Watch Elon Musk's Falcon 9 Rocket Use Its Landing Legs For The First Time On Re-Entry

Falcon 9 launches with its Orbcomm payload.

Elon Musk’s dream of carrying cargo to space cheaply took a promising step forward after SpaceX’s Falcon 9 rocket touched down with landing legs yesterday.

Falcon 9 has spent the past week deploying six satellites for global messaging provider Orbcomm.

Technical hitches meant it took four launches to get them there, but the landing was every bit a success, according to SpaceX.

Although it soft-landed in the Atlantic Ocean, Falcon 9 made the first deployment of its landing legs.

“This test confirms that the Falcon 9 booster is able consistently to reenter from space at hypersonic velocity, restart main engines twice, deploy landing legs and touch down at near zero velocity,” it said.

You can see the landing legs in action from on-board Falcon 9 as it re-enters Erath’s atmosphere and touches down:

SpaceX said the rocket suffered some damage on impact with the water, but they received enough information to save it in future missions.

“At this point, we are highly confident of being able to land successfully on a floating launch pad or back at the launch site and refly the rocket with no required refurbishment,” it said.

That means, broadly speaking, cheaper launch costs for SpaceX clients.

The company is already far beyond competitive with its space cargo pricing. According to spacenews.com, AsiaSat has paid SpaceX $52 million appiece for two upcoming satellite launches.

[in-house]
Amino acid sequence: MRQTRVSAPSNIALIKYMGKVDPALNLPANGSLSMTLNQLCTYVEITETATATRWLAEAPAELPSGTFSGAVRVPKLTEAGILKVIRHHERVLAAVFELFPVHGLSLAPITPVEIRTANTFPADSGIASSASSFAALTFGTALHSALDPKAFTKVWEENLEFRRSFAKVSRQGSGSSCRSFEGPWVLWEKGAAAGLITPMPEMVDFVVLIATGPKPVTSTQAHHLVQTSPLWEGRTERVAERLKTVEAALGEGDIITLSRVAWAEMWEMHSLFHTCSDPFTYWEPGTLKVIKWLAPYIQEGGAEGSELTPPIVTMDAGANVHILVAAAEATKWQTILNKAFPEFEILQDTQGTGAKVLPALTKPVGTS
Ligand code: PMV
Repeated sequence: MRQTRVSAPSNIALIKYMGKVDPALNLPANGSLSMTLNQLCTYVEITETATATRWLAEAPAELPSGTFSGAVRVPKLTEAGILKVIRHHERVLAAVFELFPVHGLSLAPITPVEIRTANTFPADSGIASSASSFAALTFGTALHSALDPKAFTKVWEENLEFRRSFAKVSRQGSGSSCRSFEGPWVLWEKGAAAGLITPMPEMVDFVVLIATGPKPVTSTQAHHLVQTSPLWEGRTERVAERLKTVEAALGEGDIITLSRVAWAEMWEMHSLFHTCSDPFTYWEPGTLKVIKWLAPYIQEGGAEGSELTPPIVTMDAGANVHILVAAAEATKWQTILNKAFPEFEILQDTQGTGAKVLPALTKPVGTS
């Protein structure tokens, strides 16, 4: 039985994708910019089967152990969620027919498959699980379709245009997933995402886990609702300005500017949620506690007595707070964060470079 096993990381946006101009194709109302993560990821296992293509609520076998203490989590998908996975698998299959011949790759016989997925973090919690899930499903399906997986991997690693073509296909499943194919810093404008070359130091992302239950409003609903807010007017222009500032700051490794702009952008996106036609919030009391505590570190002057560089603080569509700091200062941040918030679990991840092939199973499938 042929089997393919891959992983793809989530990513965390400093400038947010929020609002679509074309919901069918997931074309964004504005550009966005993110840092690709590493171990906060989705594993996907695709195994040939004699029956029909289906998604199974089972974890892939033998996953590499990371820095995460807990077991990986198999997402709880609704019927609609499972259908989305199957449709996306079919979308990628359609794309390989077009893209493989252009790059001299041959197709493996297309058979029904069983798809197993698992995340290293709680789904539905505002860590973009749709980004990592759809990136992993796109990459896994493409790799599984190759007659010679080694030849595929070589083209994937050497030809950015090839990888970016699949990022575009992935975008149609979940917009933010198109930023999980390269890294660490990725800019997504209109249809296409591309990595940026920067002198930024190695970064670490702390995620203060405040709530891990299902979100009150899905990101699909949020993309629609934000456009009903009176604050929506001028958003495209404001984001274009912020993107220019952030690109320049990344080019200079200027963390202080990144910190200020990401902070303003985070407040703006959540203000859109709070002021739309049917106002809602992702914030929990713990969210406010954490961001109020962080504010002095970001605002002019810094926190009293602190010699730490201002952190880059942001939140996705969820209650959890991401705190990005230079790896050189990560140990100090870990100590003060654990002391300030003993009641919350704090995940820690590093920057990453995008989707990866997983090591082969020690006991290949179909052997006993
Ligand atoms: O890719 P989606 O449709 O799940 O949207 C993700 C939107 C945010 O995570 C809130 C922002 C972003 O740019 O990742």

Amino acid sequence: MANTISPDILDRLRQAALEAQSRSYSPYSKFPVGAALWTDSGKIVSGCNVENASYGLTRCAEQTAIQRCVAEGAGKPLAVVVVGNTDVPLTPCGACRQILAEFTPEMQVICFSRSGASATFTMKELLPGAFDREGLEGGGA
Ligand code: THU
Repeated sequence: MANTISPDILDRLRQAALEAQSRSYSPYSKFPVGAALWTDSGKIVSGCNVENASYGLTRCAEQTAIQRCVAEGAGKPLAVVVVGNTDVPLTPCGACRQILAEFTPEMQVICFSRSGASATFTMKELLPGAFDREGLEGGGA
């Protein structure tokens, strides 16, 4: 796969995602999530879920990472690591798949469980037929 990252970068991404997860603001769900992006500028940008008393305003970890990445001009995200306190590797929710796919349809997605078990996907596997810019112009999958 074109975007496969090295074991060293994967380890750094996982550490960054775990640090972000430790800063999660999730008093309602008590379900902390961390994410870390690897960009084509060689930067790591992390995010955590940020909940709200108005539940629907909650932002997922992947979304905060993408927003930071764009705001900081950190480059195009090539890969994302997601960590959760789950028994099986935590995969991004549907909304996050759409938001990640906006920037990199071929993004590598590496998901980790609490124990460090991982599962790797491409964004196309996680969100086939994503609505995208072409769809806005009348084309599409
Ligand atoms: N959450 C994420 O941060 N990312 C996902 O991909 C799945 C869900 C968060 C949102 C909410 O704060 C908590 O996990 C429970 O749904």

As a backup in case SpaceX can’t launch, it will pay Musk competitor International Launch Services $107 million for just one launch.

SpaceX is contracted to launch another 11 satellites to complete Orbcomm’s constellation of M2M messaging satellites late this year or in early 2015.

It has six more launches planned this year, including three NASA missions to supply cargo to the international space station.

According to satellite contractor, Sierra Nevada Corp, all six Orbcomm’s satellites deployed their solar arrays and antennas and were communication with Orbcomm’s Earth stations.

Orbcomm says the new satellites will give its business partners access to “faster message delivery, larger message sizes and better coverage at higher latitudes, while also increasing network capacity.”

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